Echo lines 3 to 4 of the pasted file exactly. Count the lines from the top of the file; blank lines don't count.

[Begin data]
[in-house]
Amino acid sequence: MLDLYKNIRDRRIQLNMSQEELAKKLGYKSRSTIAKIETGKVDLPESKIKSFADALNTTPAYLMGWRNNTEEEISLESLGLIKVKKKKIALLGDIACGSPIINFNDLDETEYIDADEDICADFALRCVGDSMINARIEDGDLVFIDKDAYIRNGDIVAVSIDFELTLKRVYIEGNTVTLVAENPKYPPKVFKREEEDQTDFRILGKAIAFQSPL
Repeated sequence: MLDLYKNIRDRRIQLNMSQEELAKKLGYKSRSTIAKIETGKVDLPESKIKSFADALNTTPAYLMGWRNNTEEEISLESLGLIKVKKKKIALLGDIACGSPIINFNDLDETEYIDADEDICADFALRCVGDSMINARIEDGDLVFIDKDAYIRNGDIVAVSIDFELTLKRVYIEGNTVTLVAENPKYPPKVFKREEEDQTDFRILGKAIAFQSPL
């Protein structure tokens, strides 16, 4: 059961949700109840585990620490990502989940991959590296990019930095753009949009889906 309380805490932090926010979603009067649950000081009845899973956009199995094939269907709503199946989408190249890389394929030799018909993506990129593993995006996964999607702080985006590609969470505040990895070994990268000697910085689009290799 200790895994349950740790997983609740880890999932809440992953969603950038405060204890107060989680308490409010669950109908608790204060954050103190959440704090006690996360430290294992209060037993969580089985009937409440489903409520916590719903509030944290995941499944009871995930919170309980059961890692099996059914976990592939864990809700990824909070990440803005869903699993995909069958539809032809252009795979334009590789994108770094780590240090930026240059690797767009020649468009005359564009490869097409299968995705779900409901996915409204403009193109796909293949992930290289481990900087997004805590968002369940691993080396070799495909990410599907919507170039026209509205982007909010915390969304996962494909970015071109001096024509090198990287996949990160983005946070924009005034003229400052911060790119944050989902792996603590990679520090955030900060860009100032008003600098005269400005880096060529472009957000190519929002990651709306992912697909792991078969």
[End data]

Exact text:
Repeated sequence: MLDLYKNIRDRRIQLNMSQEELAKKLGYKSRSTIAKIETGKVDLPESKIKSFADALNTTPAYLMGWRNNTEEEISLESLGLIKVKKKKIALLGDIACGSPIINFNDLDETEYIDADEDICADFALRCVGDSMINARIEDGDLVFIDKDAYIRNGDIVAVSIDFELTLKRVYIEGNTVTLVAENPKYPPKVFKREEEDQTDFRILGKAIAFQSPL
């Protein structure tokens, strides 16, 4: 059961949700109840585990620490990502989940991959590296990019930095753009949009889906 309380805490932090926010979603009067649950000081009845899973956009199995094939269907709503199946989408190249890389394929030799018909993506990129593993995006996964999607702080985006590609969470505040990895070994990268000697910085689009290799 200790895994349950740790997983609740880890999932809440992953969603950038405060204890107060989680308490409010669950109908608790204060954050103190959440704090006690996360430290294992209060037993969580089985009937409440489903409520916590719903509030944290995941499944009871995930919170309980059961890692099996059914976990592939864990809700990824909070990440803005869903699993995909069958539809032809252009795979334009590789994108770094780590240090930026240059690797767009020649468009005359564009490869097409299968995705779900409901996915409204403009193109796909293949992930290289481990900087997004805590968002369940691993080396070799495909990410599907919507170039026209509205982007909010915390969304996962494909970015071109001096024509090198990287996949990160983005946070924009005034003229400052911060790119944050989902792996603590990679520090955030900060860009100032008003600098005269400005880096060529472009957000190519929002990651709306992912697909792991078969």